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Kent Zero 2016 August Progress Report

Housing First: National Alliance to End Homelessness Fact Sheet

What is Housing First?

Housing First is a homeless assistance approach that prioritizes providing permanent housing to people experiencing homelessness, thus ending their homelessness and serving as a platform from which they can pursue personal goals and improve their quality of life. This approach is guided by the belief that people need basic necessities like food and a place to live before attending to anything less critical, such as getting a job, budgeting properly, or attending to substance use issues. Additionally, Housing First is based on the theory that client choice is valuable in housing selection and supportive service participation, and that exercising that choice is likely to make a client more successful in remaining housed and improving their life.

Read the fact sheet at the link below:

Housing First Fact Sheet

Housing First and the Strength-Based Approach to Ending Homelessness

The strength-based approach to ending homelessness

Author Patrick Buhay is the Rapid Rehousing Program Manager at Community Rebuilders. Founded in 1993, the non-profit agency, is dedicated to ending homelessness and creating safe, affordable housing opportunities in Kent County, Michigan.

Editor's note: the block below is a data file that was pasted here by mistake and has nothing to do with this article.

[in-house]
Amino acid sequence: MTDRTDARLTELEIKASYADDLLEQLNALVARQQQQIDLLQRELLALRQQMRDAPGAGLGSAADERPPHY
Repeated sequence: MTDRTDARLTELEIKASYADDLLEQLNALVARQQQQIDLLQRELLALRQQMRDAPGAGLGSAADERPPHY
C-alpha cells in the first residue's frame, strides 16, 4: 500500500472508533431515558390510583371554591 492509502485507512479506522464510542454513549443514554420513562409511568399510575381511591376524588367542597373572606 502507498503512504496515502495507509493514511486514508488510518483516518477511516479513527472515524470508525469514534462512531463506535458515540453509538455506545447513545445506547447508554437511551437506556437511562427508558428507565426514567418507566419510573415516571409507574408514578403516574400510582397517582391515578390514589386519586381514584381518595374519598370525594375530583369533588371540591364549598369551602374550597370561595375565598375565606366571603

The strengths-based approach is exactly what it sounds like. We “approach” participants’ “strengths” and “base” the housing process and road to long-term housing stability around them. Our perspective is that an individual’s strengths will get him or her through the toughest situations. The strengths I often identify in the families I work with are resiliency, determination, and resolve. There are many more, of course, but I’m not writing a book.

 

Housing First is the model we use with all our participants across all programs. This model impacts families in the utmost positive way. You can tell that such a relief is lifted off the participant’s shoulders when you say, “Let’s get you housed first! Everything will come easier once you have a roof over you and your family’s heads.”

Of the many households we have served in 2015, more than 850 children have gone from an episode of homelessness to having a home to call their own.

When interviewing a previous participant’s child, I asked her, “What’s the best thing about having a new home?” She responded, “I don’t have to tell kids at school I live in the shelter anymore.”

The biggest impact families have identified in working with Keys First is being in their own, private residency, instead of having to cram their family of five into a small room at the shelter. Families find that they are able to work on other things, such as employment and healthcare, to improve their situation now that the weight of being homeless had been lifted.